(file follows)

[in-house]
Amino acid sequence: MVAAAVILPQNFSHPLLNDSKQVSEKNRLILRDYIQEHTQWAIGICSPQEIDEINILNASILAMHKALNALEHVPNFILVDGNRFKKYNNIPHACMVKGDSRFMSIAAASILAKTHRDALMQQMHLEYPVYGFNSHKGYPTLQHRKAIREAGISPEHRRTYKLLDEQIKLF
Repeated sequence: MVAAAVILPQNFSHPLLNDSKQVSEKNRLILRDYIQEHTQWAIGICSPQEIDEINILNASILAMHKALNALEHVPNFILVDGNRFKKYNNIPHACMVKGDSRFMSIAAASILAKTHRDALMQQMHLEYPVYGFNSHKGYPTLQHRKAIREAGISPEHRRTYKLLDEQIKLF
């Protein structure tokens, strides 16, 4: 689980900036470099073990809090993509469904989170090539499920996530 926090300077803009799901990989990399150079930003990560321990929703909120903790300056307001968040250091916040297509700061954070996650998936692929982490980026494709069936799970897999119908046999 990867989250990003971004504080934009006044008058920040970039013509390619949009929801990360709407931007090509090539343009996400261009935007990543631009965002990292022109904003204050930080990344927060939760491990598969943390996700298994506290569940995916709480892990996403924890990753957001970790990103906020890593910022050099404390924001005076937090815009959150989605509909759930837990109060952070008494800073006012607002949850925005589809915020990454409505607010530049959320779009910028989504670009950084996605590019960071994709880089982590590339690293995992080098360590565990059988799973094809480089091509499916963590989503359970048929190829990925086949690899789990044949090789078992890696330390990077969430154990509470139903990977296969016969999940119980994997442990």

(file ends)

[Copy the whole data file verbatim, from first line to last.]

[in-house]
Amino acid sequence: MVAAAVILPQNFSHPLLNDSKQVSEKNRLILRDYIQEHTQWAIGICSPQEIDEINILNASILAMHKALNALEHVPNFILVDGNRFKKYNNIPHACMVKGDSRFMSIAAASILAKTHRDALMQQMHLEYPVYGFNSHKGYPTLQHRKAIREAGISPEHRRTYKLLDEQIKLF
Repeated sequence: MVAAAVILPQNFSHPLLNDSKQVSEKNRLILRDYIQEHTQWAIGICSPQEIDEINILNASILAMHKALNALEHVPNFILVDGNRFKKYNNIPHACMVKGDSRFMSIAAASILAKTHRDALMQQMHLEYPVYGFNSHKGYPTLQHRKAIREAGISPEHRRTYKLLDEQIKLF
């Protein structure tokens, strides 16, 4: 689980900036470099073990809090993509469904989170090539499920996530 926090300077803009799901990989990399150079930003990560321990929703909120903790300056307001968040250091916040297509700061954070996650998936692929982490980026494709069936799970897999119908046999 990867989250990003971004504080934009006044008058920040970039013509390619949009929801990360709407931007090509090539343009996400261009935007990543631009965002990292022109904003204050930080990344927060939760491990598969943390996700298994506290569940995916709480892990996403924890990753957001970790990103906020890593910022050099404390924001005076937090815009959150989605509909759930837990109060952070008494800073006012607002949850925005589809915020990454409505607010530049959320779009910028989504670009950084996605590019960071994709880089982590590339690293995992080098360590565990059988799973094809480089091509499916963590989503359970048929190829990925086949690899789990044949090789078992890696330390990077969430154990509470139903990977296969016969999940119980994997442990």